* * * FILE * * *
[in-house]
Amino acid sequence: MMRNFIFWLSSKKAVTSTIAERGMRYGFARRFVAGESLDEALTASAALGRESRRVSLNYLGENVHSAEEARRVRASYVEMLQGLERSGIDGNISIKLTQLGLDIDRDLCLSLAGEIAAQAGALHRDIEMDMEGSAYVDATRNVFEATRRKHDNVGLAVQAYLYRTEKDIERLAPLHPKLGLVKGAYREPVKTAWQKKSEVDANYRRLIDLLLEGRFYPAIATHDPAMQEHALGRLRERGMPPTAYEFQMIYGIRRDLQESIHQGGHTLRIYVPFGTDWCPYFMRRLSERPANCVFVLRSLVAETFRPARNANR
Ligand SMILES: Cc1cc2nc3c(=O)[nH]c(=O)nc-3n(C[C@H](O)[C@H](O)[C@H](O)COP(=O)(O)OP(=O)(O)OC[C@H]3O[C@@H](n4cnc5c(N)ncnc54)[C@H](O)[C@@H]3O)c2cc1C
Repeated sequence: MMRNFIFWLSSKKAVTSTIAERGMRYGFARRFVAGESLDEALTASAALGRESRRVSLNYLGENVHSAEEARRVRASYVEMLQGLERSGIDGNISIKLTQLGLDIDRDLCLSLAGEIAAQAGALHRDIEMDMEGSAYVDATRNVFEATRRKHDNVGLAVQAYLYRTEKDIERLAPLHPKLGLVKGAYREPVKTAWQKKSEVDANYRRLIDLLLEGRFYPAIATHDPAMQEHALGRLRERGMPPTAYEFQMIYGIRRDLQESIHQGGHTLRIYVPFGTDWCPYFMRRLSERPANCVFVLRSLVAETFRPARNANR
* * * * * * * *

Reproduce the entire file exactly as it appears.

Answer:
[in-house]
Amino acid sequence: MMRNFIFWLSSKKAVTSTIAERGMRYGFARRFVAGESLDEALTASAALGRESRRVSLNYLGENVHSAEEARRVRASYVEMLQGLERSGIDGNISIKLTQLGLDIDRDLCLSLAGEIAAQAGALHRDIEMDMEGSAYVDATRNVFEATRRKHDNVGLAVQAYLYRTEKDIERLAPLHPKLGLVKGAYREPVKTAWQKKSEVDANYRRLIDLLLEGRFYPAIATHDPAMQEHALGRLRERGMPPTAYEFQMIYGIRRDLQESIHQGGHTLRIYVPFGTDWCPYFMRRLSERPANCVFVLRSLVAETFRPARNANR
Ligand SMILES: Cc1cc2nc3c(=O)[nH]c(=O)nc-3n(C[C@H](O)[C@H](O)[C@H](O)COP(=O)(O)OP(=O)(O)OC[C@H]3O[C@@H](n4cnc5c(N)ncnc54)[C@H](O)[C@@H]3O)c2cc1C
Repeated sequence: MMRNFIFWLSSKKAVTSTIAERGMRYGFARRFVAGESLDEALTASAALGRESRRVSLNYLGENVHSAEEARRVRASYVEMLQGLERSGIDGNISIKLTQLGLDIDRDLCLSLAGEIAAQAGALHRDIEMDMEGSAYVDATRNVFEATRRKHDNVGLAVQAYLYRTEKDIERLAPLHPKLGLVKGAYREPVKTAWQKKSEVDANYRRLIDLLLEGRFYPAIATHDPAMQEHALGRLRERGMPPTAYEFQMIYGIRRDLQESIHQGGHTLRIYVPFGTDWCPYFMRRLSERPANCVFVLRSLVAETFRPARNANR